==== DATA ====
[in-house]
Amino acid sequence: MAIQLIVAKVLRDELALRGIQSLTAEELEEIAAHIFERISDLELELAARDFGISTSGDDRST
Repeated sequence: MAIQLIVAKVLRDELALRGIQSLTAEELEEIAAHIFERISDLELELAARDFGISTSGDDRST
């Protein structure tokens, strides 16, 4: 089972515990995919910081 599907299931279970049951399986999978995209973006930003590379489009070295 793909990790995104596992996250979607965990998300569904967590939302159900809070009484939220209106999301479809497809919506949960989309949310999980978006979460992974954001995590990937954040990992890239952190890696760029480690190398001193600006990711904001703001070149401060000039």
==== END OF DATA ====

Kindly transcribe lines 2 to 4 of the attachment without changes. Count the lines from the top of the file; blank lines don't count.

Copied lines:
Amino acid sequence: MAIQLIVAKVLRDELALRGIQSLTAEELEEIAAHIFERISDLELELAARDFGISTSGDDRST
Repeated sequence: MAIQLIVAKVLRDELALRGIQSLTAEELEEIAAHIFERISDLELELAARDFGISTSGDDRST
């Protein structure tokens, strides 16, 4: 089972515990995919910081 599907299931279970049951399986999978995209973006930003590379489009070295 793909990790995104596992996250979607965990998300569904967590939302159900809070009484939220209106999301479809497809919506949960989309949310999980978006979460992974954001995590990937954040990992890239952190890696760029480690190398001193600006990711904001703001070149401060000039």